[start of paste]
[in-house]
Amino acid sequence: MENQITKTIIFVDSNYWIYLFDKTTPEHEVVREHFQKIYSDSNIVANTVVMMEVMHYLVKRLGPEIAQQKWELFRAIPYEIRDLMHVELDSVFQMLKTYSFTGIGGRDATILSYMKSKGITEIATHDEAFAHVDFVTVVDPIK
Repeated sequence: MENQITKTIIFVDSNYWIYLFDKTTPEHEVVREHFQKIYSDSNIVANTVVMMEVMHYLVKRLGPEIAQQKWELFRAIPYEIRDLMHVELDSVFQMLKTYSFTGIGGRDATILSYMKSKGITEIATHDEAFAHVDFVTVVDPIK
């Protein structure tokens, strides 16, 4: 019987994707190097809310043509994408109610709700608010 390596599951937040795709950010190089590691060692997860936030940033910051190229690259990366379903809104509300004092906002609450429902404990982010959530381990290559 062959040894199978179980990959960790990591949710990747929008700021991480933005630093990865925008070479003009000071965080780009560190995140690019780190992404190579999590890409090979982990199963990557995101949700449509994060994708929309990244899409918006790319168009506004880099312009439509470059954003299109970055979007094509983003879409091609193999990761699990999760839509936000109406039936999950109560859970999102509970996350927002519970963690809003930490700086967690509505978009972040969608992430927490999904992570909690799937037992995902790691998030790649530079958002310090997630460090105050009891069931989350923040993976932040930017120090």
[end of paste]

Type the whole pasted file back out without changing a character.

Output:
[in-house]
Amino acid sequence: MENQITKTIIFVDSNYWIYLFDKTTPEHEVVREHFQKIYSDSNIVANTVVMMEVMHYLVKRLGPEIAQQKWELFRAIPYEIRDLMHVELDSVFQMLKTYSFTGIGGRDATILSYMKSKGITEIATHDEAFAHVDFVTVVDPIK
Repeated sequence: MENQITKTIIFVDSNYWIYLFDKTTPEHEVVREHFQKIYSDSNIVANTVVMMEVMHYLVKRLGPEIAQQKWELFRAIPYEIRDLMHVELDSVFQMLKTYSFTGIGGRDATILSYMKSKGITEIATHDEAFAHVDFVTVVDPIK
């Protein structure tokens, strides 16, 4: 019987994707190097809310043509994408109610709700608010 390596599951937040795709950010190089590691060692997860936030940033910051190229690259990366379903809104509300004092906002609450429902404990982010959530381990290559 062959040894199978179980990959960790990591949710990747929008700021991480933005630093990865925008070479003009000071965080780009560190995140690019780190992404190579999590890409090979982990199963990557995101949700449509994060994708929309990244899409918006790319168009506004880099312009439509470059954003299109970055979007094509983003879409091609193999990761699990999760839509936000109406039936999950109560859970999102509970996350927002519970963690809003930490700086967690509505978009972040969608992430927490999904992570909690799937037992995902790691998030790649530079958002310090997630460090105050009891069931989350923040993976932040930017120090």